Halo Top made its debut in 2012, but it wasn’t until three years later that sales really took off, thanks to a pack redesign that has since sparked a raft of imitators
In 2015, ice cream underwent a sea change. Halo Top got a makeover, paving its way to becoming not just a grocery sensation but also a style icon.
A brighter, simpler look saw sales surge and lookalikes emerge – not least in the UK, where a slew of Halo Top-alikes from brands and retailers continues to roll out to grocery as shoppers’ demand for salubrious ice cream soars.
So how did Halo Top arrive at its iconic design? And why has it proved so attractive to imitators?
Halo Top hit US stores in mid-2012 with a more ‘fussy’ design than is now so familiar. Its logo was quite elaborate and took prominence over the front-of-pack nutritional information, which was per serving.
Three years later, the disruptive Californian brand sought both greater standout in packed freezers and more prominence for its healthier eating credentials – its calories being between 240 to 360 per pint, while its protein was at least 20g.
Halo Top’s tubs “needed to remain fun, fresh and youthful while capitalising on the healthful characteristics of the product” founder Justin Woolverton told Brand Packaging magazine.
The biggest design decision was whether to highlight calories or protein. Calories won. “That number was just too strong of a point, and it also allowed us to show a per-pint serving instead of a per half cup serving,” Woolverton said.
The new design featured: a simpler logo, brighter colours, a shinier gold lid, clearer messaging and – front and centre in big, bold digits – the kcals per pack. That did the trick: following the overhaul, Halo Top’s growth accelerated, with sales surging to $50m in 2016, according to Inc magazine.
Since its UK debut in January 2018, Halo Top’s good looks have captivated the British ice cream category, which has seen the likes of Breyers Delights, Jude’s, Graham’s The Family Dairy, the mults and the discounters take some or other degree of design inspiration for their own better-for-you ice creams (see our gallery below).
Each has made use one or more of Halo Top’s main front-of-pack elements:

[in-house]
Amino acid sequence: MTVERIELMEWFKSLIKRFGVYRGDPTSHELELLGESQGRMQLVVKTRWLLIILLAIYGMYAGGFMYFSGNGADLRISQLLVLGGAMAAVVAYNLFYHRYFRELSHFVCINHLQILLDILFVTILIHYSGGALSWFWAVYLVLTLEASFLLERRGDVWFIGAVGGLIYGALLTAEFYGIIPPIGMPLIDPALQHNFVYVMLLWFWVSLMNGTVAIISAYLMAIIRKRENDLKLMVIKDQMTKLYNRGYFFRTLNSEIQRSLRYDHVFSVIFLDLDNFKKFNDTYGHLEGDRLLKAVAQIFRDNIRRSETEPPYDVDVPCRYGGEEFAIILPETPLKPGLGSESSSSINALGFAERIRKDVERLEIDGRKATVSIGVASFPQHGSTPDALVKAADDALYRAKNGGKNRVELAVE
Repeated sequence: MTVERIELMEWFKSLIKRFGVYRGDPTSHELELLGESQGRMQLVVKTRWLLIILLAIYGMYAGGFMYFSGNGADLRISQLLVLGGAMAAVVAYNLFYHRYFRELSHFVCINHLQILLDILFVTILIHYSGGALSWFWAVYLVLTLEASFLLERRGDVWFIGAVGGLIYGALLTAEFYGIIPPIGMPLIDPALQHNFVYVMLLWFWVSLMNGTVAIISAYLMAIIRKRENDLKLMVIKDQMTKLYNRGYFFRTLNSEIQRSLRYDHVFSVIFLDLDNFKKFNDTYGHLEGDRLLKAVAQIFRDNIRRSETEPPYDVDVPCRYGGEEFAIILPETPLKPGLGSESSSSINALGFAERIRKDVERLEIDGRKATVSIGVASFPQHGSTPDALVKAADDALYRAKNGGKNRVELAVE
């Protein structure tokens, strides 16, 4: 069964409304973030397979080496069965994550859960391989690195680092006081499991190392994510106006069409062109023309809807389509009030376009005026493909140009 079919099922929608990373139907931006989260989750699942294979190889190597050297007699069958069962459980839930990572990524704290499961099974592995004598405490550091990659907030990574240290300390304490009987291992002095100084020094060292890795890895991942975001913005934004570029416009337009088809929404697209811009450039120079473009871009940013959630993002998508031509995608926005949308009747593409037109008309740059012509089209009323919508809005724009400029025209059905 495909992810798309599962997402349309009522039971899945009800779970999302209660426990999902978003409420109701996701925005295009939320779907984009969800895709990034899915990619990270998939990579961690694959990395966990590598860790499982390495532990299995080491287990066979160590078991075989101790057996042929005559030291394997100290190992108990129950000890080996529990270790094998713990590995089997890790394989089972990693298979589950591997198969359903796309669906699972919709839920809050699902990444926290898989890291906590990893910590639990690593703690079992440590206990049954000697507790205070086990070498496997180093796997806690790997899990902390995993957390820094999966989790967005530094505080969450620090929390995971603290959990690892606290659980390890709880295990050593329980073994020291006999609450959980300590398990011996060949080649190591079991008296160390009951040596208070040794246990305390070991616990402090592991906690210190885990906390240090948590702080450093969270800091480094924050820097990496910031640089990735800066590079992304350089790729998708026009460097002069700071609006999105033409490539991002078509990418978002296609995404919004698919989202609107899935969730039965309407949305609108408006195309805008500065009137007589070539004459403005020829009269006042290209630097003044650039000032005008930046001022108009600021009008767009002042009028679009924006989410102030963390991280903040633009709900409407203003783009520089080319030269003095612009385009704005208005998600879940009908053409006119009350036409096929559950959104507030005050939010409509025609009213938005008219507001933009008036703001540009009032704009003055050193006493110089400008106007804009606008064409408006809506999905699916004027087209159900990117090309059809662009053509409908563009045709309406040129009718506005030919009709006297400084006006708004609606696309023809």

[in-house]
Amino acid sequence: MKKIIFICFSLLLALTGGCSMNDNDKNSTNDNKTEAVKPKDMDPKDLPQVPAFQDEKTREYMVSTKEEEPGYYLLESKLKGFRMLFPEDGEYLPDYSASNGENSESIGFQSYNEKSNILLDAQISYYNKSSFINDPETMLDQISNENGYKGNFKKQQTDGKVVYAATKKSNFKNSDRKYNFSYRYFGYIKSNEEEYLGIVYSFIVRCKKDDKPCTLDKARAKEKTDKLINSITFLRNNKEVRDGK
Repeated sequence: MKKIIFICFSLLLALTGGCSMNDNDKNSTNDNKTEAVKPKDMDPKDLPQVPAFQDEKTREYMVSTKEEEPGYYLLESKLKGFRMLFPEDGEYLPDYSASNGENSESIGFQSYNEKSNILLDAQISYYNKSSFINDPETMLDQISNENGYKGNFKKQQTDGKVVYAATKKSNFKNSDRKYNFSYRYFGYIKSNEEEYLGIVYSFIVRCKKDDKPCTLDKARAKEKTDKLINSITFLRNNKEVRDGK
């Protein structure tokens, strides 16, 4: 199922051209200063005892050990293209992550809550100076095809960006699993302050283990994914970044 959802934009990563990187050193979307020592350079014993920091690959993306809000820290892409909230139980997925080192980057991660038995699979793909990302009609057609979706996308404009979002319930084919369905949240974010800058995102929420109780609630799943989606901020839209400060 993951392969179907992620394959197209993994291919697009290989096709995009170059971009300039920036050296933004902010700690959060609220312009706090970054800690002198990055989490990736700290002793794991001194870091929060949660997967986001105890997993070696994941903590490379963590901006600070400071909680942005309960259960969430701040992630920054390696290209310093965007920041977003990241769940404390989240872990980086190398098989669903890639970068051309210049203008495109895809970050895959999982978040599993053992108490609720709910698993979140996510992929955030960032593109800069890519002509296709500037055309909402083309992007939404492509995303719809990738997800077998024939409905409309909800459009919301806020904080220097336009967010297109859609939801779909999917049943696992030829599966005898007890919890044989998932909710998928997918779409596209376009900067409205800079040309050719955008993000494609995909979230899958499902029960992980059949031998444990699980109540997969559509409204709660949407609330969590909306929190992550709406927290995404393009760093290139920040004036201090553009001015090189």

- Calorie count as focal point
- Central shape surrounding the kcals
- Bold, sans-serif typography
- Bright, simple colour
- Protein claim
One of the most recent examples of Halo Top’s effect on ice cream’s aesthetics was in the form of Morrisons’ new range, with its familiar hues and attention-grabbing calorie counts. It came after Halo Top had racked up £22.2m of grocery sales in its first year in the UK.
The brand’s success comes from embracing the zeitgeist and being “loud and proud” a permissible treat, says Howard Wright, senior creative & strategy director at design agency Equator.
“It’s not an awful lot different from when Maltesers talked about the amount of calories in a pack; it’s just Halo Top has gone front and centre.”
The US ice cream brand hit upon “what’s currently important to consumers” he adds. “The calorie count has become almost the identity of the product – which had never been done before.”
In fact, shoppers “are no longer interested in a brand name” says Richard Horwell, managing director of Brand Relations. They want to know about a product’s benefits. “So brands now shout the calories, vegan, plant-based, low fat, etc – and the brand name takes back stage. Whereas this is great for consumers, it isn’t good for brands as it leaves the door wide open for own label.”
The raft of copycats inspired by Halo Top is an example of what happens when “the first entrant design-wise becomes the ‘convention norm’” according to The Brand Nursery director James Acton.
“If you’re doing super-low calorie ice cream then the calories per tub are going to be massive and all over the pack. You can’t really get away from that as a designer and, as such, you see a dearth of what some people call ‘copycat’ or ‘me-too’ designs.”
But Acton doesn’t call them that. To him, the Halo Top design is a necessity for driving ice cream’s buoyant healthier sub-sector. “It’s a communication protocol that we will see time and time again as it is the main differentiator between ‘fat’ ice cream and ‘low fat’ ice cream.
“As for competition and making the category unnavigable, competition is good. It’s good for the consumer, and it’s good for design consultancies as it makes us think harder about the challenge to differentiate.”
It’s not so good for shoppers focused on taste over health, warns Karen Green, director of Food Mentor. Too many of the Halo Top-alikes “look like they are an identikit of chemical formulations as opposed to delicious ice cream”.
Young Foodies’ Thea Alexander has similar reservations. Supermarkets’ ice cream segments risk becoming “a minefield” for punters seeking deliciousness, she warns.
“That’s why we see brands like Oppo, Wheyhey and Miiro making waves. Yes, they make their health claims on front of pack. However, first and foremost, they are brand-led and look (and are) delicious. It’s that difference between ‘healthy ice cream’ or ‘functional ice cream’ and ‘delicious ice cream that is also healthy’.”
He joined the magazine in January 2016 as food & drink editor, having been at financial & legal publisher LexisNexis for eight years.
He began his journalism career in the mid-1990s at a general interest magazine in Sheffield.
Follow Daniel on Twitter: @danielmcselwood